Bodyworks: the politics of the embrace

Jonathan Marshall

Is there a psycho-kinetic space between the blow and the caress, or is the touch of flesh on flesh always a sadomasochistic enactment of power which both stimulates and contains desire and unpleasure? Melbourne has become the dance performance site for the painful sublime, populated by anatomic, deconstructed bodies from Lucy Guerin, Phillip Adams, Brett Daffy and Gideon Obarzanek. Bodyworks presented a suitably eclectic selection, but the most compelling was that which aroused such Artaudian and Foucauldian ideals.

Russell Dumas is stylistically and geographically removed from these approaches. His work is characterised by a gentle yet controlled ascension of everyday movement into the rigours of formal dance. It represents an aestheticisation of the commonplace, not a Dadaesque challenge to such terms. Nevertheless the depth of his execution and that of Collin Sneesby in Post Larret 99 paradoxically gives them an unmannered ease which problematises their status as ‘performers.’ The embrace however reveals the underlying violence of Dumas’ choreography. Dumas guides and positions his companion, shaping and modifying the latter’s gestures. Despite Dumas’ sensual, soft touch, there is an inherent cruelty in this friendly meeting of flesh. Dumas moves his subject, curtailing Sneesby’s freedom. The aesthetics of ballet is reinscribed through the embrace.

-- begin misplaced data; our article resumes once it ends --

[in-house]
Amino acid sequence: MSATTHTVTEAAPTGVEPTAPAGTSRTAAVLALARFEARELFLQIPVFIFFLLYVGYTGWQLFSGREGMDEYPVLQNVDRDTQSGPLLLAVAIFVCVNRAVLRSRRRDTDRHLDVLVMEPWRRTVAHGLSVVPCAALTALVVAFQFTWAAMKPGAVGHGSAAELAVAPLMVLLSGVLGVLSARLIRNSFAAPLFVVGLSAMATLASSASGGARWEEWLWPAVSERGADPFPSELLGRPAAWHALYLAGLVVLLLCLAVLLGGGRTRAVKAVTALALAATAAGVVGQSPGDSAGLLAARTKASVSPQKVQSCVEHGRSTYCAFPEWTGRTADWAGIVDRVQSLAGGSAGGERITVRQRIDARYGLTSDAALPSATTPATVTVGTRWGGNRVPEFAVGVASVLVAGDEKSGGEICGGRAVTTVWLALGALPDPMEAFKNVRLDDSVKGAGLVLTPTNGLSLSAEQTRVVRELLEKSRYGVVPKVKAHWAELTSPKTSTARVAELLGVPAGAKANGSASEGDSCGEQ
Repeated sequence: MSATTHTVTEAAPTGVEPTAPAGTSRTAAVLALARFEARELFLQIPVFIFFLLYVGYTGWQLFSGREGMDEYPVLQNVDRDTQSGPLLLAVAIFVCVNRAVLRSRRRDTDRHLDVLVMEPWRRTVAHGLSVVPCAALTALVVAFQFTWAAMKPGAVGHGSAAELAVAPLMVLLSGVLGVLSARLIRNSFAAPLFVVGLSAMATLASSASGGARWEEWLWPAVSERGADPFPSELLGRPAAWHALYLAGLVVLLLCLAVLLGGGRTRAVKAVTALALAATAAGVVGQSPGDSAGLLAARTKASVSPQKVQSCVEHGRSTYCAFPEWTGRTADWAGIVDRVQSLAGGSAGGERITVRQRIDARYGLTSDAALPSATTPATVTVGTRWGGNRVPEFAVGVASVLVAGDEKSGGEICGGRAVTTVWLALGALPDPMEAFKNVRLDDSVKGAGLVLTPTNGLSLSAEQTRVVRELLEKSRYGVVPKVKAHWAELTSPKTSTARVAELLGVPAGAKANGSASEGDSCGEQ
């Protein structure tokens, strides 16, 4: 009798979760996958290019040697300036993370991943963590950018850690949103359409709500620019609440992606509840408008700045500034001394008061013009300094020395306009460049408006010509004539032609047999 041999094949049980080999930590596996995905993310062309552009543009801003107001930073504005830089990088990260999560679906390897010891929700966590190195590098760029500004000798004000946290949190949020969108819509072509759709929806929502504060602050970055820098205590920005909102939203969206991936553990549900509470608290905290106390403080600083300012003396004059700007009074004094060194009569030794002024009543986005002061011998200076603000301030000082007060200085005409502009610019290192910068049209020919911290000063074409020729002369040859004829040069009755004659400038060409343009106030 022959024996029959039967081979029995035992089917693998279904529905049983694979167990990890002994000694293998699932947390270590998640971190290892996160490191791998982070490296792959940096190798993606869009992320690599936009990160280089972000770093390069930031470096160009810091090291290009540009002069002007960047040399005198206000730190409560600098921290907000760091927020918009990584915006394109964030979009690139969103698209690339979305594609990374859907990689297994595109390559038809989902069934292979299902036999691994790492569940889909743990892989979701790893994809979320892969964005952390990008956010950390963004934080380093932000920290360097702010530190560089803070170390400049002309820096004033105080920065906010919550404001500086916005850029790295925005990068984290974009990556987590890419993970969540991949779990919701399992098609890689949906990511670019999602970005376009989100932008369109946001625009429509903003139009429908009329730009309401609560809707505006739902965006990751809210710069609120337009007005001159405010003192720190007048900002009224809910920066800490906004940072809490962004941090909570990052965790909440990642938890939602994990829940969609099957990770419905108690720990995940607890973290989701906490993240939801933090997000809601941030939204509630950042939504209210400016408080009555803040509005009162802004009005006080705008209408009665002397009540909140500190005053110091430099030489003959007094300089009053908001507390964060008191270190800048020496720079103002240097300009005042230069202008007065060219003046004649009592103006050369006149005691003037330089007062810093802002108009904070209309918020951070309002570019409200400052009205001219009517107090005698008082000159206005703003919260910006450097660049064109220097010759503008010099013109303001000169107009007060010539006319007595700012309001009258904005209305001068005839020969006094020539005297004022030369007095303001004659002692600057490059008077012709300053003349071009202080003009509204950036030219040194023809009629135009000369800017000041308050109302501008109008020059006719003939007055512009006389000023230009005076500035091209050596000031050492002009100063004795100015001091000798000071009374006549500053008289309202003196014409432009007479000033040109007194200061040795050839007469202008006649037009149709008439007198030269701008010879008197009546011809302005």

Brett Daffy’s lonely body is not subjected to the literal imposition of another’s power. This is a body that embraces itself in a violent concatenation of disparate body-parts. It is “meat”, smashed against itself under the gaze of the audience. In Human meat processing works, the spectators act as wall-flowers at a nightclub, probing the body visually in a search for sexual arousal. It is not only the observer who enacts this harsh embrace of flesh by the eye though. Like the denizens of the nightclub, Daffy has internalised this gaze; he scrutinises himself. Violent self-regulation is physicalised in a painful, contorted touching of the self which rips apart and meshes together the fragments which meet. Even alone, the sensual violence of the (self-) embrace remains.

Gekidan Kaitaisha’s Into the Century of Degeneration begins with an unmotivated woman, wandering into 3 men who at her touch lift her by the waist, shake her, and drop her. They seize her as though life depended on it. She struggles to escape while one holds her back—protecting her from herself? Each embrace mingles affection, self-hatred, and loathing of the other. One in a dog collar with eyes heavy with unspeakable sadness manipulates his subject as though trying to save her, hoping to agitate her out of her benumbed reverie. A bully-boy with eyes that bore through walls thrashes her about as though wreaking his havoc on the world. The third reacts instinctively, his sensations dulled but his reactions angry. For all 3, the embrace inflicts pain with a loving cruelty, using an aggressive physicality for salvation and damnation, containment and liberation. The uneven pacing of the embrace, its slow, subtle arousal and whip-lashes of fearsome energy, reveals the anger and love that underlies the meeting of flesh. The body and my jaded eyes emerge scarred yet reinvigorated.

Bodyworks 99: Post Larret 99, director/performer Russell Dumas, performer Collin Sneesby & various guests; Ward: Human meat processing works, choreographer/performer Brett Daffy; Into the Century of Degeneration, by Gekidan Kaitaisha, director Shinjin Shimizu, Dancehouse, Melbourne, Nov 24 – Dec 7 1999

RealTime issue #35 Feb-March 2000 pg. 32

© Jonathan Marshall; for permission to reproduce apply to realtime@realtimearts.net

1 February 2000
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